What I’ve Learned about Leadership from Carpooling (Part 2)

We’ve all been there. Driving behind a friend on your way to this new restaurant that’s “supposed to be” amazing! The problem is they think this is Fast and the Furious and they’re weaving in and out of traffic. Just keeping them within view is tough enough, let alone staying right behind them. At those moments of insanity, what is it that keeps us going? What keeps us from turning around and going back to the Taco Bell we just passed? Why do we stick with it? If we understand why we continue to follow that person, we’ll have a better understanding of why other’s continue to follow us as leaders. I know it’s a stupid, random thought. But follow me here.

We follow that friend for these reasons:
1. Because we trust them.
We trust that they know where they’re going. We trust that they at least have a moderate understanding of where they are and what it takes to get there. If we didn’t think they knew where they were going and how to get there we wouldn’t be following them.
2. Because the destination is worth the frustration of following.
The restaurant is “supposed to be amazing!” If this was some dump, of course it wouldn’t be worth the effort of following. But this is a “great restaurant!”
3. Because our friend is taking us somewhere we’ve never been before.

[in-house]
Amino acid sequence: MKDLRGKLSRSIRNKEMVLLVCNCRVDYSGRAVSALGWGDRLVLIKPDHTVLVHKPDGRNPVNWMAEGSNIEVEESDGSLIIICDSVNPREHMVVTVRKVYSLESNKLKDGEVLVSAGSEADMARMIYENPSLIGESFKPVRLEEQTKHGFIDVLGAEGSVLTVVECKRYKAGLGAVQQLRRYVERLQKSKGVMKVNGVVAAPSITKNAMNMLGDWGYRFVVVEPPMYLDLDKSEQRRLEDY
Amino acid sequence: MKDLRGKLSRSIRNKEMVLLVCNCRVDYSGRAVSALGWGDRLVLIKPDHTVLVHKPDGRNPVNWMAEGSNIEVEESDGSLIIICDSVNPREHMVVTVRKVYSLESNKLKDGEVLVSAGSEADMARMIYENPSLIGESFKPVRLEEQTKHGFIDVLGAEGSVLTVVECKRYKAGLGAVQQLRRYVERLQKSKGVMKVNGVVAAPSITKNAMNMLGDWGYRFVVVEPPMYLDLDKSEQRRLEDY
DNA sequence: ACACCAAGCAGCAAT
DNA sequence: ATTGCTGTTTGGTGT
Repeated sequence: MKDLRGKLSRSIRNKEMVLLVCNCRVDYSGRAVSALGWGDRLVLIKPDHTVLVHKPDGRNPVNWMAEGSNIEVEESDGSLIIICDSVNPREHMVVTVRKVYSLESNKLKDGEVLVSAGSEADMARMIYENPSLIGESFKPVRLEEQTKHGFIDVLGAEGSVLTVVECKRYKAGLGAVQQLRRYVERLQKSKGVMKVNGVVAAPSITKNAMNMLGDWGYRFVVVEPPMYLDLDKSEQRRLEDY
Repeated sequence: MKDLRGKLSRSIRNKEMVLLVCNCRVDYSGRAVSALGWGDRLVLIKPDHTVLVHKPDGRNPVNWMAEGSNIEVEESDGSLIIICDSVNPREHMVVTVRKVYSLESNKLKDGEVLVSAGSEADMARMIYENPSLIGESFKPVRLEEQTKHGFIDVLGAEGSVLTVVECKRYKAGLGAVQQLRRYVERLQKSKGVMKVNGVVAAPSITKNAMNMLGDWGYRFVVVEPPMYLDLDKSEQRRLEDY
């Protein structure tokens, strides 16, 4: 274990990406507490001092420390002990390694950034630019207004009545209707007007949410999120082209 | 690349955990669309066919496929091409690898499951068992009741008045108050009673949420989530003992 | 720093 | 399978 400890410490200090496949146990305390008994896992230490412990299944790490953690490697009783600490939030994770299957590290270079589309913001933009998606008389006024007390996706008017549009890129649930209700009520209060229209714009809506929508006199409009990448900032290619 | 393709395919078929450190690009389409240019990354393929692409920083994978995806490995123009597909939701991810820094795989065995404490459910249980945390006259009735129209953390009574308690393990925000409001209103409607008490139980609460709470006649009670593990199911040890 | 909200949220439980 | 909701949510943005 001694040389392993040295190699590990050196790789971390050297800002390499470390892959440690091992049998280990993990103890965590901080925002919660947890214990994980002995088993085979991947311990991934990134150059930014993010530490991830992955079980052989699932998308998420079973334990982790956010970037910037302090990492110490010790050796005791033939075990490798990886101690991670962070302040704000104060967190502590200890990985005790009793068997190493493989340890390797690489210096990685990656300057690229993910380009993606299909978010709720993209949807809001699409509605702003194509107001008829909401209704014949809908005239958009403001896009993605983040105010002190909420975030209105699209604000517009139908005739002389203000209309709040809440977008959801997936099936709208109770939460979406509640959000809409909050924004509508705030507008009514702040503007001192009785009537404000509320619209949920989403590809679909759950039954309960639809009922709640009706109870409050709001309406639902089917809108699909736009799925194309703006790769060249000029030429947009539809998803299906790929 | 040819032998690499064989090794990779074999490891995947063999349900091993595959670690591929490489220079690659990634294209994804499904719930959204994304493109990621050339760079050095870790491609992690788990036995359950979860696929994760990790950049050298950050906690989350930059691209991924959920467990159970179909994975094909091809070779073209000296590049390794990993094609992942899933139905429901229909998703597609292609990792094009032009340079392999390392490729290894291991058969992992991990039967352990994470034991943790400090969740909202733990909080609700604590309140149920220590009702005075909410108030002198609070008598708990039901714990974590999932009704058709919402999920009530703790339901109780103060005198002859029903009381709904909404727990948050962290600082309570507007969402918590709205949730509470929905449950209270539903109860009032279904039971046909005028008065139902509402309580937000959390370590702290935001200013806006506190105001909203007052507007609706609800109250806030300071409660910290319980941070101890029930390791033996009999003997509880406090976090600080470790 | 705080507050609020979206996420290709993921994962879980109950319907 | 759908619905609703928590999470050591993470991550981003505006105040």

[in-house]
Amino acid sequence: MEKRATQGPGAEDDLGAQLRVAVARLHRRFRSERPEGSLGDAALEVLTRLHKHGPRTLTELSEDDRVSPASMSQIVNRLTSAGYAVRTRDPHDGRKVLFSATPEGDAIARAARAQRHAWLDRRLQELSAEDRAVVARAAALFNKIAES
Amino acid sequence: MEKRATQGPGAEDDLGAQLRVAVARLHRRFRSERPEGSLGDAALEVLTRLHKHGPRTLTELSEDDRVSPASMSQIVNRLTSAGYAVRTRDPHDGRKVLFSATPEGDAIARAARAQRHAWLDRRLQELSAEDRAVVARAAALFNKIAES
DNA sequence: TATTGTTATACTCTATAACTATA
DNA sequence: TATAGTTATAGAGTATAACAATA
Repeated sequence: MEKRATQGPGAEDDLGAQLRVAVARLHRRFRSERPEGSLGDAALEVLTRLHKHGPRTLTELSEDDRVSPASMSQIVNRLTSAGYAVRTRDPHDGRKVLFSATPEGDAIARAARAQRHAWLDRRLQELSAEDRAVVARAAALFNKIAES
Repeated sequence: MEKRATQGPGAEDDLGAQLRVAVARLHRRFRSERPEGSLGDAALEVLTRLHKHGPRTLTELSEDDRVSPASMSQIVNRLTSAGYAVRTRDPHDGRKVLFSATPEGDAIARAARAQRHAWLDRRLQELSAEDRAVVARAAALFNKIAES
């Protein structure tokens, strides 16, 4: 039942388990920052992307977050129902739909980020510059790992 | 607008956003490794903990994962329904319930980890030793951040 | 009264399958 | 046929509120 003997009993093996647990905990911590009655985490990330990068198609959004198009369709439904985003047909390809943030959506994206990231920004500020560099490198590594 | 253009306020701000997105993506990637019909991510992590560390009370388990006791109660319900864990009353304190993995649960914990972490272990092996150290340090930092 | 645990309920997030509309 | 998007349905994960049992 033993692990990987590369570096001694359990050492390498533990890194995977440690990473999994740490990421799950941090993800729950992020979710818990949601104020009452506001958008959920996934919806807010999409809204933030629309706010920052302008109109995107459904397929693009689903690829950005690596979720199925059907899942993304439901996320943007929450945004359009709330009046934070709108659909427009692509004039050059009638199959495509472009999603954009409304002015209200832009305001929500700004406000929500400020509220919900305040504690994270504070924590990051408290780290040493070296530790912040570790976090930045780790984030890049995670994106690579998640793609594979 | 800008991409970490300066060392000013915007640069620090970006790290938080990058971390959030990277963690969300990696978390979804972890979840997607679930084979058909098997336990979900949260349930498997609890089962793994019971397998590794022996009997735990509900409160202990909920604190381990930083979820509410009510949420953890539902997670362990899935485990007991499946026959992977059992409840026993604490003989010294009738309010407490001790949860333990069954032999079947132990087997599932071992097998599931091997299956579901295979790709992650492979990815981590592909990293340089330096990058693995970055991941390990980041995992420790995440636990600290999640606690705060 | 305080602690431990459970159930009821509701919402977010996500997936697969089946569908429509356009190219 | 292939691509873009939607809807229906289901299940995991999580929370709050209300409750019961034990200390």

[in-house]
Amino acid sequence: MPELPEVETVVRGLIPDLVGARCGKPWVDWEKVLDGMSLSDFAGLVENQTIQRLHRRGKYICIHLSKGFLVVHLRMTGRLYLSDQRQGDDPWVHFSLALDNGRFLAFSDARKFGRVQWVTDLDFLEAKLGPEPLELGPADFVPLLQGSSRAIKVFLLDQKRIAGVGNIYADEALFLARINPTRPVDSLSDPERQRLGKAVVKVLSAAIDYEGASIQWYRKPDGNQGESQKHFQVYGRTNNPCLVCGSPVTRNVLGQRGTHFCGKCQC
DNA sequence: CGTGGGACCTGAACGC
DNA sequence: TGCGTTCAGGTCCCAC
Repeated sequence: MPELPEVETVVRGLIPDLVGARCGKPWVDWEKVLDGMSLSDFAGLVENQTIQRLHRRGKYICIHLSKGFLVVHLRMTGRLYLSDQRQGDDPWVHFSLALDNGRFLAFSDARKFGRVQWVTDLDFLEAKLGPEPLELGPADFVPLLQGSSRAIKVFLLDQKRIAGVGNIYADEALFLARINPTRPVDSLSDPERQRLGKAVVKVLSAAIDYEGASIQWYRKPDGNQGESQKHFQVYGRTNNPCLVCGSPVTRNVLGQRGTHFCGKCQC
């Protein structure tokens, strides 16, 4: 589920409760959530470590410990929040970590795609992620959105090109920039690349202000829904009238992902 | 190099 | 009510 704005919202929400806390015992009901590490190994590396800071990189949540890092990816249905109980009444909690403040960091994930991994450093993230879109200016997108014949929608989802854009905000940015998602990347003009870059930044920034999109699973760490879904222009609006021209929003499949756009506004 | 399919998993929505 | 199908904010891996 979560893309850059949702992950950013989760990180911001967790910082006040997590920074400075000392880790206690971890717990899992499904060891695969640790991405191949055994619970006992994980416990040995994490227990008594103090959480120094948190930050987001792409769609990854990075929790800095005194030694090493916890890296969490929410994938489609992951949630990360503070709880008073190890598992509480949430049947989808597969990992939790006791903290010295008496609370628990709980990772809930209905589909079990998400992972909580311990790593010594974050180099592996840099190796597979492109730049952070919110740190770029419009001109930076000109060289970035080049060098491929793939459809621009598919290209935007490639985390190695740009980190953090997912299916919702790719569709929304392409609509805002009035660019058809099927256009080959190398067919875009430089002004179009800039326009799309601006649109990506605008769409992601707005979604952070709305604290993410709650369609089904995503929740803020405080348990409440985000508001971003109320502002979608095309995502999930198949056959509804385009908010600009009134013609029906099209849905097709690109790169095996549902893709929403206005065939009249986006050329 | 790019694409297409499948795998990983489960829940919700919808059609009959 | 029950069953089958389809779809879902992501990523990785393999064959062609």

It’s a new experience. It’s something different from what we’ve done before. If you were just following them to some little fast food place thathttp://www.blogger.com/img/gl.link.gif you’ve been to a hundred times, you wouldn’t be so concerned with following. But this is new. It’s adventurous. You’re blazing a trail!

Now I know, that probably doesn’t all run through your mind when you’re following a friend, but think about it – it’s true. As leaders in the church the same things apply. The only difference is that we are leading people to a place far greater than Red Robin or Cheddar’s. We’re leading them to new adventures and experiences in Christ.

In order to accomplish that, though, we must:
1.Earn the trust of those following.
2. Maintain our spiritual walk and make sure we are taking those following to a place of eternal value.
A place where they experience God in a way that brings value to their lives. A place that actually lives up to the hype! A place that’s worth the effort of getting there.
3. Lead our people to new experiences.
And I’m not talking about having a ‘snake handling’ service. But allowing them to experience God in a deeper way than they have before.

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